Both the Fe XXV and Fe XXVI lines are detected in 24 sources, 15 broad-line objects, and 6 narrow-line objects. We plot in Fig. 8 the EW of one line against the other. The ratio between the two EWs agrees with photoionised models, but on average pointing towards high values of the ionization parameter (Bianchi & Matt 2002). This is not surprising, given the fact that these sources are those where both lines are observed and thus the gas must be ionised enough to produce a large EW for H-like iron. Column densities up to $\simeq$1023 cm-2 are required to reproduce most of the observed EWs for He-like iron, while the column densities suggested by the Fe XXVI EWs are, on average, higher. This result is not uncommon: see Bianchi et al. (2005) for a detailed discussion.

3.4 The soft excess

As mentioned in Sect. 3.1, the presence of a second power-law to model the soft X-ray emission is statistically required in 123 spectra out of 156. Although the need for this component is clearly requested in the presence of neutral absorption of the primary continuum (which is only present in 14 sources), in the majority of the cases it reflects the presence of an excess in the soft X-ray regime with respect to the intrinsic power-law emission. Considering also that most of the single-power-law fits are clustered in the low-SNR spectra, where the presence of a soft excess is more difficult to detect, we can conclude that this component is very common in CAIXA, in agreement with previous studies (see e.g. Piconcelli et al. 2005).

The modelisation of the soft excess with a simple power-law has no physical justification. Indeed, the values of the soft X-ray indexes found in CAIXA are often very steep (see Table 2) and cannot be explained naturally. Moreover, as already shown by several authors (Gierlinski & Done 2004; Crummy et al. 2006), the soft excess in unobscured radio-quiet AGN, when fitted with a thermal model, is characterised by a temperature that is amazingly constant across orders of magnitude of luminosities and BH masses. We tested the same scenario in CAIXA, adopting another fitting model, with a thermal black body component instead of the soft power-law. The results are shown in Fig. 9: even in a catalogue of more sources, which spans larger orders of magnitude in luminosities and BH masses than previous studies, the temperature of the thermal emission appears completely unrelated to the fundamental properties of the AGN. Moreover, it was shown that, even for the same object, a variation in the soft X-ray luminosity of one order of magnitude does not produce any variation in this ``universal'' temperature, in contrast with what expected from the basic physics of disc accretion and black bodies (Ponti et al. 2006).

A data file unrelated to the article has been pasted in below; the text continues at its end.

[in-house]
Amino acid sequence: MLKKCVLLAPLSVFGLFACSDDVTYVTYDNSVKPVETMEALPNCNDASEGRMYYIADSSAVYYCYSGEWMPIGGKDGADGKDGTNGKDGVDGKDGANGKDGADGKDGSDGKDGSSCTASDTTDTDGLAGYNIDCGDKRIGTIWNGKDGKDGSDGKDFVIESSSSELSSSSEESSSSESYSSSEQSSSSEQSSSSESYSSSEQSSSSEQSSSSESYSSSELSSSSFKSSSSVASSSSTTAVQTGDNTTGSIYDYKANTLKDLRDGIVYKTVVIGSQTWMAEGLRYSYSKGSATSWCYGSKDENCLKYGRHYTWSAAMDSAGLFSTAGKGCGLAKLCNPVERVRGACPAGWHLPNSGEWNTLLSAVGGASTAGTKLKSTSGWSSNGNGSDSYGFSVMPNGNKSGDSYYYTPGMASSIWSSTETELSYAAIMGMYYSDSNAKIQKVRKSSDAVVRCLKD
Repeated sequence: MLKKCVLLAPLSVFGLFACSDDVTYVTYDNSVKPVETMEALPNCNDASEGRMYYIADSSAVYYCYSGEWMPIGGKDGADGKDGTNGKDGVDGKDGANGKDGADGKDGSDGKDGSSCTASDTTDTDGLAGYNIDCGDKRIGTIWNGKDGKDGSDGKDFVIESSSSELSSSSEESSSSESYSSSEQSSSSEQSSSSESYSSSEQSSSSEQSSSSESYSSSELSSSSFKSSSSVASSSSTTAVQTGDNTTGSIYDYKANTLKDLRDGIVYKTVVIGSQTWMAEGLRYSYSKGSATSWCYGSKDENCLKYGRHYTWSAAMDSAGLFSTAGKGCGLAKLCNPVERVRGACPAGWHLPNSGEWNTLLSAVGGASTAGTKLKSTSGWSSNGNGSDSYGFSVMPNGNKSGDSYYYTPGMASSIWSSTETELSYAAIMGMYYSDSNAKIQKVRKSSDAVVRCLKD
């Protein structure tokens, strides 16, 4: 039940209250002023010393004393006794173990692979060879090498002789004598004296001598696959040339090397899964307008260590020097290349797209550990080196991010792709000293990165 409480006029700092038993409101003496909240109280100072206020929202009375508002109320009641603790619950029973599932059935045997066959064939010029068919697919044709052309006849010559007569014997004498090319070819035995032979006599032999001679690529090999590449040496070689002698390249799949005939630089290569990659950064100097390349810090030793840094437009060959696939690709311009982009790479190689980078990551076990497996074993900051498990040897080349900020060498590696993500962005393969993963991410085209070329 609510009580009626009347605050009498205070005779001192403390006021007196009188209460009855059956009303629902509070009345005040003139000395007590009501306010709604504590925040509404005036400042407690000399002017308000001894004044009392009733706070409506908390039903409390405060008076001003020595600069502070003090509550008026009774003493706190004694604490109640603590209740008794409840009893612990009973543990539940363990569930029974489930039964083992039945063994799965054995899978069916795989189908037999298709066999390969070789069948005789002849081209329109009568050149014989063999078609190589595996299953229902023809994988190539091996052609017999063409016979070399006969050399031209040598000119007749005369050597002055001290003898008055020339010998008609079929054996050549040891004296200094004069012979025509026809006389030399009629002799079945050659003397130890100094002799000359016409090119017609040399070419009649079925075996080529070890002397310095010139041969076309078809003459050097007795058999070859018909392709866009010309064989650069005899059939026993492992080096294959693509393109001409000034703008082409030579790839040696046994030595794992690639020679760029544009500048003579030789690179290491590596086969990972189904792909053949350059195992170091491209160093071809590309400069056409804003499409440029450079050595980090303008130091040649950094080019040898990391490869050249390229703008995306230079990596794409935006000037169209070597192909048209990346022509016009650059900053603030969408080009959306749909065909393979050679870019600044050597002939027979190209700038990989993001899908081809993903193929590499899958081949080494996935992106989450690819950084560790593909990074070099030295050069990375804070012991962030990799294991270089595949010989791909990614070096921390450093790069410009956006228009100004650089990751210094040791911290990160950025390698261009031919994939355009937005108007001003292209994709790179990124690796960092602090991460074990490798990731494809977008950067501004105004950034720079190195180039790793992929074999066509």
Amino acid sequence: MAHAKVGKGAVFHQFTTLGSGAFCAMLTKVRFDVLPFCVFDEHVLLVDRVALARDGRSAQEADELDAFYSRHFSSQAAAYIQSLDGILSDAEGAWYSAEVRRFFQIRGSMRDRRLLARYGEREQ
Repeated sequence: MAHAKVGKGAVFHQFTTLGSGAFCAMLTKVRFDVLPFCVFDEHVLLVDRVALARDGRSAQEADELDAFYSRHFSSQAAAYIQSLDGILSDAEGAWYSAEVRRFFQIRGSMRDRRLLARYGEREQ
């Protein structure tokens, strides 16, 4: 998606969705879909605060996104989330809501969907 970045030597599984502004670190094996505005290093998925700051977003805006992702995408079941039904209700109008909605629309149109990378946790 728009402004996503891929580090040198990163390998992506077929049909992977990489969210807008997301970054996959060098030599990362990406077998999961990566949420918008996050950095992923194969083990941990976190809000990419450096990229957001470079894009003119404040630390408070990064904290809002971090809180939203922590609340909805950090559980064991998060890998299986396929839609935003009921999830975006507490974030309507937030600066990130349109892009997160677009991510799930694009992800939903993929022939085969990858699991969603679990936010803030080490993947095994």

\begin{figure}
\par\includegraphics[width=5.6cm,clip]{0620fi18.ps}\hspace*{4mm}
...
...19.ps}\hspace*{4mm}
\includegraphics[width=5.6cm,clip]{0620fi20.ps}
\end{figure} Figure 7:

Distribution of neutral iron, Fe XXV (left) and Fe XXVI (right) measured (no upper limits) EWs in CAIXA. Red histograms are narrow-line objects, black histograms are broad line objects, and white histograms are for objects with no measure in CAIXA for the H$\beta $ FWHM. Very large EWs are not included in these distributions. See text for details.

Open with DEXTER
 \begin{figure}
\par\includegraphics[width=7.5cm,clip]{0620fi21.ps}
\end{figure} Figure 8:

Fe XXV against Fe XXVI EWs for the objects in CAIXA where at least one of the emission lines is detected (upper limits for both lines are excluded). The diagonal lines show the expected ratios between the two for three different values of the X-ray ionisation parameter (see Bianchi & Matt 2002, for details). The dashed lines show the EWs expected for the two lines if they are produced in a gas photoionised by the AGN (see Bianchi & Matt 2002, for details). The different symbols refers to the classification of the objects, on the basis of their absolute magnitude and H$\beta $ FWHM: NLSY, narrow-line Seyfert 1; BLSY, broad-line Seyfert 1; NCSY, not-classified Seyfert 1 (no H$\beta $ FWHM measure available); NLQ, narrow-line quasar; BLQ, broad-line quasar; NCQ, not-classified quasar (no H$\beta $ FWHM measure available).

Open with DEXTER

In the past few years, two main competing models have been proposed to explain the origin of the soft excess, both ascribing the apparent universal temperature of the soft excess to atomic physics processes. In one scenario, the soft excess arises from the enhancement of reflection from the inner regions of the accretion disc due to light-bending effects, together with a strong suppression of the primary emission (e.g. Miniutti & Fabian 2004). On the other hand, the soft excess can also be mimicked by absorption from a relativistically outflowing warm gas (e.g. Gierlinski & Done 2004). Present X-ray spectra do not allow us to distinguish between the two models.